Saturday, February 8, 2014

Is it strange that when I found out about the London Tube Strike, I got fairly excited? I mean, a large part of me knew how troublesome it would be and was so incredibly grateful for the fact that university’s just a walking distance away from where I live, but there was another part of me that was itching to know what it would be like!


I can first start off my saying how I don’t think strikes like these are very common in Asia. It’s the culture probably, but I just can’t imagine working professionals deciding to stop work for a few days to fight for a cause. Even now it seems almost comical when my teachers give us a day off lectures or classes to strike for higher pay or gather around dressed in black to mourn marginal salary increases. Maybe it’s the more conservative culture we come from but it feels as though if a member of staff decided to gather a group of them to strike for an action, it wouldn’t get much support because they would just be too fearful to ‘get themselves in trouble’.

Evidently, I’m not speaking from experience and can only speculate but based on the media & police chaos that resulted from Bersih, a ‘peaceful’ protest, now being in a country where it isn’t uncommon to see people walking on the streets with placards protesting for something or the other (especially outside the Royal Courts of Justice, just minutes away from LSE) is quite a change and I thought I should document my tube strike experience! Open-mouthed smile 

As mentioned before in some previous post (I think!), I travel to Zone 4 every week to coach debate to a group of school children. It takes about an hour to get there by tube and walking, and I was honestly getting quite panicky about having to use alternative lines since all of the tube stations nearby uni were closed.

Can’t be bothered to look for a higher-res picture so this will do:

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This is how the tube map normally looks like!

Original here.

So as you can see, a massive chunk of the lines around central London were not in operation!

I managed to get a glimpse of the effects of the strike when walking to school. There were a ridiculous number of cars on the road and the air was thick with smog! Buses filled the streets and lines at the bus stop were so long! They started sending out extra buses from long ago to help meet the needs of the people.

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How a modern bus looks!

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Vintage buses!

By the way, I’m currently obsessed with the cartoon filter on the Camera360 app and turned all my pictures for this post into cartoons! Open-mouthed smile 

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Including myself! Open-mouthed smile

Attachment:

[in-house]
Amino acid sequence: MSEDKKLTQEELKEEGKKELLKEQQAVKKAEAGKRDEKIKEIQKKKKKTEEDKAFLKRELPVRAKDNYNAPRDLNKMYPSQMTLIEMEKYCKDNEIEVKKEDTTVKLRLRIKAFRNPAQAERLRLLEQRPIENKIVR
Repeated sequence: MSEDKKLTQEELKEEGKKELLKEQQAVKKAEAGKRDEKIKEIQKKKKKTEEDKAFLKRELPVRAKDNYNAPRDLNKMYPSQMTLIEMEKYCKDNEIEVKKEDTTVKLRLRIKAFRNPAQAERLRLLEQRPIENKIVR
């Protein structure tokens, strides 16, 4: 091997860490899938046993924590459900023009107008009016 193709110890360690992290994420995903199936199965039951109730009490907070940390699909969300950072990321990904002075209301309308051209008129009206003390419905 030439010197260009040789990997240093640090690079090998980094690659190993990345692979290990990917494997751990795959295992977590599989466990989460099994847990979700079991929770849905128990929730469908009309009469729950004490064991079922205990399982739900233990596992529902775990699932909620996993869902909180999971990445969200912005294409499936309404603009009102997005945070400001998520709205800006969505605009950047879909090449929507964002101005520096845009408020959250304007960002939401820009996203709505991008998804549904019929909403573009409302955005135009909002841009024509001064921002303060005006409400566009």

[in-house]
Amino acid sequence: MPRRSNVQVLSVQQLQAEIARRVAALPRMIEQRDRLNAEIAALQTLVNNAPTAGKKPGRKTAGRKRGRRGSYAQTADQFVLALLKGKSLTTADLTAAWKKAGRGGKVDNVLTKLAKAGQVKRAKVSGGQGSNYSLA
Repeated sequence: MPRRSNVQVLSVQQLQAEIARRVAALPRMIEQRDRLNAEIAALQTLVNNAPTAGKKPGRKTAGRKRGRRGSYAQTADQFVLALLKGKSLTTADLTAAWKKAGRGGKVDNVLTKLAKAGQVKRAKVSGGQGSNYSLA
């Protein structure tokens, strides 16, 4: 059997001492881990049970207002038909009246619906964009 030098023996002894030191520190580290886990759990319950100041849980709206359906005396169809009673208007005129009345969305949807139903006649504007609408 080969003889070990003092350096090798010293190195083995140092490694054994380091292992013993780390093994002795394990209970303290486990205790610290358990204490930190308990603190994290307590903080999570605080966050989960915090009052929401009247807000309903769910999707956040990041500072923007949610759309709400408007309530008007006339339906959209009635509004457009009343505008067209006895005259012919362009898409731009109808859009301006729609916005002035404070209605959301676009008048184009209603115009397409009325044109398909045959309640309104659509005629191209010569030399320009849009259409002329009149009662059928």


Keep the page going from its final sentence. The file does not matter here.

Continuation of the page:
So, on the first day of the strike, it was apparently crazy chaotic with roads jammed and buses filled to the brim! The tube stations that were operating were supposedly filled with people and it was such a rush. D:

But by the second day, there were loads of people on the road because I guess most of them decided to walk and cycle instead of waiting for buses which were delayed up to an hour.

On Thursday, I put my game face on, my Gryffindor scarf which I got as a Christmas present, and was ready to go!

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Nice, leh? Nice, leh?? Open-mouthed smile 

Because one of my lecturers was on strike that day (they call it industrial action), I went for class in the morning and headed back to my hall till the afternoon. From there, it was just a 12 minute walk to King’s Cross St. Pancreas which thankfully, happened to be open!

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It was about 1pm and around that time, stations are often not very packed. But it was so so so filled! You can’t really tell in the picture above but there were loads of people waiting. I took the Northern line to Bank and from there, walked to Monument to get on the District line.

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I gave myself extra time and left early just in case it would take ages for a train to come, and well enough, it did! I waited for ages at Monument but when the tube finally came, it wasn’t too bad!

Because so many stations were closed, the journey was incredibly quick. The train just passed each station with a quick announcement that “This station is closed.” Repeat that for about four times, stop once, repeat again, and before I knew it, I was at the required station with time to spare! Even earlier than how I normally am! Heh?

The way back was extremely packed and at one point, my head was pressed against the chest of some very tall stranger for about six stops. LOL, poor guy.

Another swap and soon, I found myself on a near empty train. Open-mouthed smile 

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Even managed to get a seat!

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With plenty of empty ones by my side! Open-mouthed smile 

So there you have it!

My London tube strike experience. No jumping out of bus windows or 2 hour lines or even a stampede!

Unfortunately (or fortunately, depending how you see it), the most exciting thing about it was trying to enter a packed train and that doesn’t differ too much from how it is during rush hour anyway! Well, there’s going to be another strike next week unless the union can come to a satisfactory agreement so we’ll see how the rest of my experience plays out!


Malaysia Night is happening tomorrow night and I am so excited for it! If any of you are in UK and want to get a ticket (with proceeds going to charity!!), do leave me a message or a comment or an email and we can sort something out! Open-mouthed smile 

Here, have a quokka! Open-mouthed smile 

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